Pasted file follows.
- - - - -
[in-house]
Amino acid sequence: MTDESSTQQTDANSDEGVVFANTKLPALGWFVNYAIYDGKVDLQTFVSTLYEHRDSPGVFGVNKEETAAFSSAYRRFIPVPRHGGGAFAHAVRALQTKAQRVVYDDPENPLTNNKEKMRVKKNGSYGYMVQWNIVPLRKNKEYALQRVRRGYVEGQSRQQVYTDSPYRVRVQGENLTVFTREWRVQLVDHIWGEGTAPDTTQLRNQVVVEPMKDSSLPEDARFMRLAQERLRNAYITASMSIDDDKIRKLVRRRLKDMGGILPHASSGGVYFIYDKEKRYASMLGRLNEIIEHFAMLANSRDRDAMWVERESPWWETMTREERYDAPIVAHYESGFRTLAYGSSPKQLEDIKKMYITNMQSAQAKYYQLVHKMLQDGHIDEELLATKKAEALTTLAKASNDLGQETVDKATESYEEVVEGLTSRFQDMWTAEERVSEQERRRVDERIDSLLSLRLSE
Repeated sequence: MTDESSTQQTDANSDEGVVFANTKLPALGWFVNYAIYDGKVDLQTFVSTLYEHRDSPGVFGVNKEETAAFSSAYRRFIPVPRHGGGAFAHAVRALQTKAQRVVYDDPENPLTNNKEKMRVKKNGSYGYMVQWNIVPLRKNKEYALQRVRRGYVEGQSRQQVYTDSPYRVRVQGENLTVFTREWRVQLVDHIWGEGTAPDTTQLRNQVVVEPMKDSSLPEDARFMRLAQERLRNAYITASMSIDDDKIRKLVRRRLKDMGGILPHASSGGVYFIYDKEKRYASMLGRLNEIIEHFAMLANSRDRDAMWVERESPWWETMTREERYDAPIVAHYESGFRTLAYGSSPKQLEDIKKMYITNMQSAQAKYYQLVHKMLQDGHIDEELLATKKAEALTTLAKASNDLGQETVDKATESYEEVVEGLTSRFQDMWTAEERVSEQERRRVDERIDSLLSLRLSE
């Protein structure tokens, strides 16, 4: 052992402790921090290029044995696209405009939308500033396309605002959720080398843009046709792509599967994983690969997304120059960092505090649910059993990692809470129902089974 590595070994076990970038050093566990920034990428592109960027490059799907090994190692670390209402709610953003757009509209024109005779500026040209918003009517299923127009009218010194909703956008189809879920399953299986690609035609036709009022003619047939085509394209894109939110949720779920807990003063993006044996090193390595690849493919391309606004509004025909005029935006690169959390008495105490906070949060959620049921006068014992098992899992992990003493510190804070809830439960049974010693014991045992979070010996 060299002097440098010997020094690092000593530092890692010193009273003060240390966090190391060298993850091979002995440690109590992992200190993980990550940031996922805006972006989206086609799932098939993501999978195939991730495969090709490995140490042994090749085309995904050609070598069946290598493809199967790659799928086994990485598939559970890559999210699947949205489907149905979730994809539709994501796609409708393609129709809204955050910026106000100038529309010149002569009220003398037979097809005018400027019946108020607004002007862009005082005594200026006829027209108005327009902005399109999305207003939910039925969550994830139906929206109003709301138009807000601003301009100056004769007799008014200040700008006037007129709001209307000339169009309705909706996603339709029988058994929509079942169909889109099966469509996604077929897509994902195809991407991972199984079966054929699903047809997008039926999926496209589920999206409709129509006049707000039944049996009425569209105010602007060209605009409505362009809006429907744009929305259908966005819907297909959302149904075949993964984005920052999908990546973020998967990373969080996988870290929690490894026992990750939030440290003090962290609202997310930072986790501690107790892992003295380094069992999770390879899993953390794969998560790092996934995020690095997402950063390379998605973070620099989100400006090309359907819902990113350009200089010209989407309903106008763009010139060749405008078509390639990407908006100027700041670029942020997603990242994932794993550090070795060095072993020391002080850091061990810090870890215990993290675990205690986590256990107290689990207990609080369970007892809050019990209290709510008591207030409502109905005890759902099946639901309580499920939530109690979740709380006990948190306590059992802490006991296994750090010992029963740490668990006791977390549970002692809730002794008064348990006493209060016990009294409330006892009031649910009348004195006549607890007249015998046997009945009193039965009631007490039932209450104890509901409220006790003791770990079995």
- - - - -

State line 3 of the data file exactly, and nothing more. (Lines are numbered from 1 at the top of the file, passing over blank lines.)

Repeated sequence: MTDESSTQQTDANSDEGVVFANTKLPALGWFVNYAIYDGKVDLQTFVSTLYEHRDSPGVFGVNKEETAAFSSAYRRFIPVPRHGGGAFAHAVRALQTKAQRVVYDDPENPLTNNKEKMRVKKNGSYGYMVQWNIVPLRKNKEYALQRVRRGYVEGQSRQQVYTDSPYRVRVQGENLTVFTREWRVQLVDHIWGEGTAPDTTQLRNQVVVEPMKDSSLPEDARFMRLAQERLRNAYITASMSIDDDKIRKLVRRRLKDMGGILPHASSGGVYFIYDKEKRYASMLGRLNEIIEHFAMLANSRDRDAMWVERESPWWETMTREERYDAPIVAHYESGFRTLAYGSSPKQLEDIKKMYITNMQSAQAKYYQLVHKMLQDGHIDEELLATKKAEALTTLAKASNDLGQETVDKATESYEEVVEGLTSRFQDMWTAEERVSEQERRRVDERIDSLLSLRLSE